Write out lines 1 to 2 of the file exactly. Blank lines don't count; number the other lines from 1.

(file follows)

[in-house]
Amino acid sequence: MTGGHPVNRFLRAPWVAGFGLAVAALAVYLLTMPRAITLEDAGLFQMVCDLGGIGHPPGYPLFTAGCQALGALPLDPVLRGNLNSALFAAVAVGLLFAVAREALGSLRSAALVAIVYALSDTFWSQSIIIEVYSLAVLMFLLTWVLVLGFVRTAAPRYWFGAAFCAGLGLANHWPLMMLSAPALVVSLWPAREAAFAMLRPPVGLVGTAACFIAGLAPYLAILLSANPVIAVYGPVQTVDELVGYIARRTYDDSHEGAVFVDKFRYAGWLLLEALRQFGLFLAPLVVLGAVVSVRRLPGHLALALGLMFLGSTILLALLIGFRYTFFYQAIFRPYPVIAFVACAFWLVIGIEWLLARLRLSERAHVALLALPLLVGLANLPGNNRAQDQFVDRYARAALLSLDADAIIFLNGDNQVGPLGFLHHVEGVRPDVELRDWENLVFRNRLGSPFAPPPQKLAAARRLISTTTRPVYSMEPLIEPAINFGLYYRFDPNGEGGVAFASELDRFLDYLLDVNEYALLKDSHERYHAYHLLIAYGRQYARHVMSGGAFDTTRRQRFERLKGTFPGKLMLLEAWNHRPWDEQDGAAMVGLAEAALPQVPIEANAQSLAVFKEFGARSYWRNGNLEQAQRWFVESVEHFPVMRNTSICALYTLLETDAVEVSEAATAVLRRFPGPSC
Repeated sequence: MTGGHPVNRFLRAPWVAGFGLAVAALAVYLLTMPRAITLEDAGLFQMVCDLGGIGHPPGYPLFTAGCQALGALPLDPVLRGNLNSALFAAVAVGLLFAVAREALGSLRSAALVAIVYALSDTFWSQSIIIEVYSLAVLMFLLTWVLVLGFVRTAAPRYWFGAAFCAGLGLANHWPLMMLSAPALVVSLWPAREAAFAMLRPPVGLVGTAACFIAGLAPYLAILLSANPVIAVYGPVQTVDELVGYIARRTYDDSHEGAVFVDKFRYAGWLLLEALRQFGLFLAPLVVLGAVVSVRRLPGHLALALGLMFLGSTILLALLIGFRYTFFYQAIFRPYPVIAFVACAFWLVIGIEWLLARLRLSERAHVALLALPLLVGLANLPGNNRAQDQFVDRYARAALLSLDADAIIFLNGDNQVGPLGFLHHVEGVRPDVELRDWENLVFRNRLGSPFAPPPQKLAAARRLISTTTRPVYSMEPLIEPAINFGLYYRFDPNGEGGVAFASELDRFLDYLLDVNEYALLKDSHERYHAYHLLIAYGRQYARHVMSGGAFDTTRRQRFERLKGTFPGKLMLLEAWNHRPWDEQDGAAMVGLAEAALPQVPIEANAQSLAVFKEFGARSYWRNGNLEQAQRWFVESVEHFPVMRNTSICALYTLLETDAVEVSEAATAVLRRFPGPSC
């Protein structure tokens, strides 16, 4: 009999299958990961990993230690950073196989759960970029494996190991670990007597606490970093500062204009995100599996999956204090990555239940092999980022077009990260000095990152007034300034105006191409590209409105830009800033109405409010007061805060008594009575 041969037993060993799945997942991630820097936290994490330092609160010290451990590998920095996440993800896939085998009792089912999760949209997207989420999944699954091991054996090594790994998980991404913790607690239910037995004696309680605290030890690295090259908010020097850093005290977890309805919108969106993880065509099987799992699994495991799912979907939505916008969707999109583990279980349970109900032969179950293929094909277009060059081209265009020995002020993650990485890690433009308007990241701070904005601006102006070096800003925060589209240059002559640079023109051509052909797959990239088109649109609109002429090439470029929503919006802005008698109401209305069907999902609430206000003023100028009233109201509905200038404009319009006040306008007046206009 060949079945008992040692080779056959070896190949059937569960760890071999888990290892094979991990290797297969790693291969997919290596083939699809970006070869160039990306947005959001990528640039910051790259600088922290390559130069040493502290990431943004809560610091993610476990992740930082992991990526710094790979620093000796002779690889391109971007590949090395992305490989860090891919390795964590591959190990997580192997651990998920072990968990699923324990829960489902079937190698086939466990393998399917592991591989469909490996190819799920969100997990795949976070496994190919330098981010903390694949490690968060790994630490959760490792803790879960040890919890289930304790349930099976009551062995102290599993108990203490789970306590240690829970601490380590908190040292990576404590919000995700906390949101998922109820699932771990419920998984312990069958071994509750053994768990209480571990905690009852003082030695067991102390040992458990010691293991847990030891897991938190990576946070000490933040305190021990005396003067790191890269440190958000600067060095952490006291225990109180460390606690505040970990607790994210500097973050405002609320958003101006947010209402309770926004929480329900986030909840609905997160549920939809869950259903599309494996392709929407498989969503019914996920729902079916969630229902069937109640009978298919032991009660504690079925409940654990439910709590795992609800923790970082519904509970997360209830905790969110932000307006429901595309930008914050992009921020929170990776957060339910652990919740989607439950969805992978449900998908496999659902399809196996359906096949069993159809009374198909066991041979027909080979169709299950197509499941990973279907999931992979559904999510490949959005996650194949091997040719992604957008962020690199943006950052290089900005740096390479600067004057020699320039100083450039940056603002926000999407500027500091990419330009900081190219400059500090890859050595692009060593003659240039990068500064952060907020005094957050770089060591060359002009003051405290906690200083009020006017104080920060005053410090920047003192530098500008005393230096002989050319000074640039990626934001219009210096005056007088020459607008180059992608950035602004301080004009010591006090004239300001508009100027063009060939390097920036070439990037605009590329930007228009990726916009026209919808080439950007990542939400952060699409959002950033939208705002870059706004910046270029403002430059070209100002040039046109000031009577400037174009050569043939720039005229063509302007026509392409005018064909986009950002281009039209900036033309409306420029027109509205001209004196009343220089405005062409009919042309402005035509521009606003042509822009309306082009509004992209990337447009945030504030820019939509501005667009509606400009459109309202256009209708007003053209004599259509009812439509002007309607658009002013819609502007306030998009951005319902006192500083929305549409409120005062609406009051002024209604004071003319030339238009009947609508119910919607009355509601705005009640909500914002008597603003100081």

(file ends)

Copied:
[in-house]
Amino acid sequence: MTGGHPVNRFLRAPWVAGFGLAVAALAVYLLTMPRAITLEDAGLFQMVCDLGGIGHPPGYPLFTAGCQALGALPLDPVLRGNLNSALFAAVAVGLLFAVAREALGSLRSAALVAIVYALSDTFWSQSIIIEVYSLAVLMFLLTWVLVLGFVRTAAPRYWFGAAFCAGLGLANHWPLMMLSAPALVVSLWPAREAAFAMLRPPVGLVGTAACFIAGLAPYLAILLSANPVIAVYGPVQTVDELVGYIARRTYDDSHEGAVFVDKFRYAGWLLLEALRQFGLFLAPLVVLGAVVSVRRLPGHLALALGLMFLGSTILLALLIGFRYTFFYQAIFRPYPVIAFVACAFWLVIGIEWLLARLRLSERAHVALLALPLLVGLANLPGNNRAQDQFVDRYARAALLSLDADAIIFLNGDNQVGPLGFLHHVEGVRPDVELRDWENLVFRNRLGSPFAPPPQKLAAARRLISTTTRPVYSMEPLIEPAINFGLYYRFDPNGEGGVAFASELDRFLDYLLDVNEYALLKDSHERYHAYHLLIAYGRQYARHVMSGGAFDTTRRQRFERLKGTFPGKLMLLEAWNHRPWDEQDGAAMVGLAEAALPQVPIEANAQSLAVFKEFGARSYWRNGNLEQAQRWFVESVEHFPVMRNTSICALYTLLETDAVEVSEAATAVLRRFPGPSC